The US House is poised to vote on an urgently needed debt ceiling moratorium

WASHINGTON, May 30 (Reuters) – Legislation brokered by President Joe Biden and House Speaker Kevin McCarthy to raise the $31.4 trillion U.S. debt ceiling and achieve new federal spending cuts passed a critical hurdle late on Tuesday, advancing to debate in the full House of Representatives and a floor vote expected on Wednesday. .

The House Rules Committee voted 7-6 to approve rules allowing debate in the full chamber. Two committee Republicans, Reps. Chip Roy and Ralph Norman, backed their leadership by opposing the bill.

The vote underscored the need for Democrats to help pass the measure in the House, which is controlled by Republicans by a narrow 222-213 majority.

The House passes the bill and sends it to the Senate. The move would require congressional approval before June 5, when the Treasury Department would run out of funds to pay off the debt for the first time in U.S. history.

If the Treasury Department is unable to make all of its payments, or is forced to prioritize payments, it will trigger economic chaos in the U.S. and global economies.

Biden and McCarthy predicted they would get enough votes to pass the 99-page bill into law before the June 5 deadline.

The nonpartisan budget scorekeeper for Congress said Tuesday the legislation would cut spending by $1.5 trillion from its current projections over 10 years starting in 2024.

The Congressional Budget Office also said the measure, if enacted into law, would reduce interest on the public debt by $188 billion.

McCarthy called the bill “the most conservative deal we’ve ever had.”

See also  Mets say Jorge Lopez's post-ejection glove toss 'unacceptable'

Still, some of the House’s most conservative Republicans have not pushed for the deepest spending cuts, and it’s unclear how many Democrats McCarthy should win in a vote expected on Wednesday.

All four Democrats on the Rules Committee voted against the bill, while they voted on the generally Republican-backed legislation. While Democratic Party leader Hakeem Jeffries said his party would give McCarthy the support he needs, it was unclear whether that would influence other Democrats to do the same on Wednesday.

Many Democrats in Congress don’t want Biden to engage in budget-cutting talks with Republicans until they loosen their grip on passing a debt ceiling bill.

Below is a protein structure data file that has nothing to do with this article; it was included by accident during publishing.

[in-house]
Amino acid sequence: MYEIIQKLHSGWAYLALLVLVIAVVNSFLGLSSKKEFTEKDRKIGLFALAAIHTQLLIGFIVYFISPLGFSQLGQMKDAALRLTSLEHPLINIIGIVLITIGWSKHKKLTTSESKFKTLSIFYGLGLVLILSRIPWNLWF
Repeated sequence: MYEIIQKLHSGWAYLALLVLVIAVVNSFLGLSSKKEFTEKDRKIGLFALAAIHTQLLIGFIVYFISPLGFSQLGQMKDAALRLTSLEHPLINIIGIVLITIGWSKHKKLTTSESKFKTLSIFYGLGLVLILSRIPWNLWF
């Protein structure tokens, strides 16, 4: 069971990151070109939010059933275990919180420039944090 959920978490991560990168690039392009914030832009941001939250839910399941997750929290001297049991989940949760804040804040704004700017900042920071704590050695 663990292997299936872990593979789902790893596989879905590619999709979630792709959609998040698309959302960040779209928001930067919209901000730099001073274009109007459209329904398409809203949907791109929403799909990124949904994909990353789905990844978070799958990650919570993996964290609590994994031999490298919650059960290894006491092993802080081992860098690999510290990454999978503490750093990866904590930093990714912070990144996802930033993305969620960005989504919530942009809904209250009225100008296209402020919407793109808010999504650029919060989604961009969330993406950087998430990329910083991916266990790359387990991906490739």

Senate battle ahead

President Joe Biden shakes hands with House Speaker Kevin McCarthy of California after the State of the Union address to a joint session of Congress at the Capitol, Tuesday, Feb. 7, 2023, in Washington, DC. Jacqueline Martin/Poole by REUTERS/File Photo

White House Budget Director Shalanda Young, one of Biden’s top negotiators, urged Congress to pass the bill.

“I want to be clear: This agreement represents a compromise, which means no one will get everything they want and hard choices will have to be made,” Young told a news conference.

The Senate vote could extend into the weekend if lawmakers in that chamber try to slow it down.

At least one senator, Republican Mike Lee, has said he might try to do so, and other Republicans have expressed discomfort with some aspects of the deal.

The bill suspends the U.S. debt ceiling until Jan. 1, 2025, allowing Biden and lawmakers to shelve the politically sensitive issue until after the November 2024 presidential election.

It would curb some government spending over the next two years, speed up the approval process for some energy projects, roll back unused COVID-19 funds and introduce work requirements for food assistance programs for some poor Americans.

See also  Wall Street falls sharply on bank contagion fears

In another win for Republicans, it would shift some funding from the Internal Revenue Service, though the White House says it should not cut tax enforcement.

Biden can also point to gains. The deal leaves his signature infrastructure and green-energy laws largely intact, and the spending cuts and job requirements are far less than Republicans would like.

Republicans have argued that steep spending cuts are necessary to control the growth of the national debt, which equates to $31.4 trillion in annual economic output.

Interest payments on that debt are expected to eat up a growing share of the budget as an aging population pushes up health and pension costs, according to government forecasts. The agreement does nothing to limit fast-growing projects.

Much of the savings will come from limiting spending on domestic programs such as housing, education, scientific research, and other types of “discretionary” spending. Military spending will be allowed to increase over the next two years.

The debt ceiling stance prompted ratings agencies to warn that it could downgrade US debt, which supports the global financial system.

Markets have so far responded positively to the deal.

Reporting by Moira Warburton, David Morgan, Richard Cowan, Steve Holland and Graeme Slattery in Washington; Editing by Scott Malone, Mark Porter, Matthew Lewis, Gerry Doyle and Himani Sarkar

Our Standards: Thomson Reuters Trust Principles.

Leave a Reply

Your email address will not be published. Required fields are marked *